Last week, Calvary held its annual Conference on Global Engagement, hosting missions reps from over 20 missions agencies. Students attended chapel each day taught by representatives from Calvary’s various Synergy partners. Reps offered several other seminars throughout the week, with topics such as engaging in spiritual warfare, church revitalization, facing the dark side of ministry, and addiction and trauma recovery.  Other events like All-Dorm Devotions, a movie night, and Calvary’s Haystack meeting gave students opportunities to interface with missions reps and familiarize themselves with the many agencies represented.

Josh Paxton, Director of the Burnham Center for Global Engagement, said he was happy with how the conference went, and liked the introduction of five chapel speakers for the week. He also mentioned Monday’s dorm devos was “a highlight, and students were able to ask mission reps questions. The theme was ‘10 Reasons Why I Shouldn’t Be a Missionary.’” Students wrote down their questions, “things like, ‘I don’t feel called to missions,’ or, ‘I don’t think I could be a church planter,’ and a panel of mission reps responded to questions to start a dialogue with the students.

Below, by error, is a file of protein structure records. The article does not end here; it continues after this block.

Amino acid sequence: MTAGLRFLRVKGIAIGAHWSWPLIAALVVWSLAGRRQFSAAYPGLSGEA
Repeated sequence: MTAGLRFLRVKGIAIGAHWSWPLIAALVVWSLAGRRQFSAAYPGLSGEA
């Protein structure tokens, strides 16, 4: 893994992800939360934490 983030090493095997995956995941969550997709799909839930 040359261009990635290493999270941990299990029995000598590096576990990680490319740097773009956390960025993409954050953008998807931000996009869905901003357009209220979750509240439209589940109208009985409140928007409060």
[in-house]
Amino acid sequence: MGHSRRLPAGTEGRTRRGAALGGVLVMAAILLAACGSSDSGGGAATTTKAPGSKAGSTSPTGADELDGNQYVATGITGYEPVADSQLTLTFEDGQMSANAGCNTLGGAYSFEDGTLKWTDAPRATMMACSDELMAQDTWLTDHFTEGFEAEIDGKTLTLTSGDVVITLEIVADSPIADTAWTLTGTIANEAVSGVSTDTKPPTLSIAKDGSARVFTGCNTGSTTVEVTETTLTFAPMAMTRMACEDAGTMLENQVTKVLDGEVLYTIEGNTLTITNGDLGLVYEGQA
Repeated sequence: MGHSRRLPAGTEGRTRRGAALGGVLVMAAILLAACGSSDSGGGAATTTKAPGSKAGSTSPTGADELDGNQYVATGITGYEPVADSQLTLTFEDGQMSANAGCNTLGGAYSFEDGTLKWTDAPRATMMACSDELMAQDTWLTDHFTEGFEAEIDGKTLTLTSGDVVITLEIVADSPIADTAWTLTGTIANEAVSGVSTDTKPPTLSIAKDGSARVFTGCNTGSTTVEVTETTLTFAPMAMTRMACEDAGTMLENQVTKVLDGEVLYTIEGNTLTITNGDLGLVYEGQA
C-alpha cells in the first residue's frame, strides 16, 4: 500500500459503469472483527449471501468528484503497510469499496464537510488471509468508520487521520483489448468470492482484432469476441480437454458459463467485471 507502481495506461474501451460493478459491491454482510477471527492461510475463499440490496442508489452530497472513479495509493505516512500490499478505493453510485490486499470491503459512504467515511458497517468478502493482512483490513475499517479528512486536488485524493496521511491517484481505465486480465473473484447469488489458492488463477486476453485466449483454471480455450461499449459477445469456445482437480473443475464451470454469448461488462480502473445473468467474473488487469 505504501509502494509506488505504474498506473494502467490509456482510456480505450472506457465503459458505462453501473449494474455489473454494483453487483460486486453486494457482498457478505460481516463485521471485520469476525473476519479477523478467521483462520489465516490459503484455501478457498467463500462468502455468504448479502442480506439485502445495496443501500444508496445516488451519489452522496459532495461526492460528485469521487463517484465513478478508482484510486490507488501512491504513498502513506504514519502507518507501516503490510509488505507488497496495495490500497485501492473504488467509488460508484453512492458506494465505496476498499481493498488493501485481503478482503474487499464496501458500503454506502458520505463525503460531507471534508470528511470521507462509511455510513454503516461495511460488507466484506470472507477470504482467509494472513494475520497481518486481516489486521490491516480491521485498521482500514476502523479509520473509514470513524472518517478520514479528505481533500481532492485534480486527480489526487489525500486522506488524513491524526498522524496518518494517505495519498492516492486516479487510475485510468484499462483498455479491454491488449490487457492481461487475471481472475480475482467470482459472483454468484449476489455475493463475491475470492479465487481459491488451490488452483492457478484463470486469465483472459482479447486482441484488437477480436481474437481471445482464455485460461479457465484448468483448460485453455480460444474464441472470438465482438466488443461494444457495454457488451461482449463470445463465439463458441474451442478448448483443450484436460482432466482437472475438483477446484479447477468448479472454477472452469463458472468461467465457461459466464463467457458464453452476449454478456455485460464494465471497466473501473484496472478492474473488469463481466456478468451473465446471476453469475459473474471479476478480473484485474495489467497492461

Calvary student Lydia Stalcup said, “It was such an encouragement to have so many missionaries come for COGE.” She said the Chapels, seminars, and other conversations provided her with “insightful information for future ministry.” Paxton said these opportunities to interface are some of the best parts of the conference. “My favorite part is just the fellowship of the conference… It’s great to just catch up and fellowship with [the missions reps] and hear what’s going on in their corner of the world.”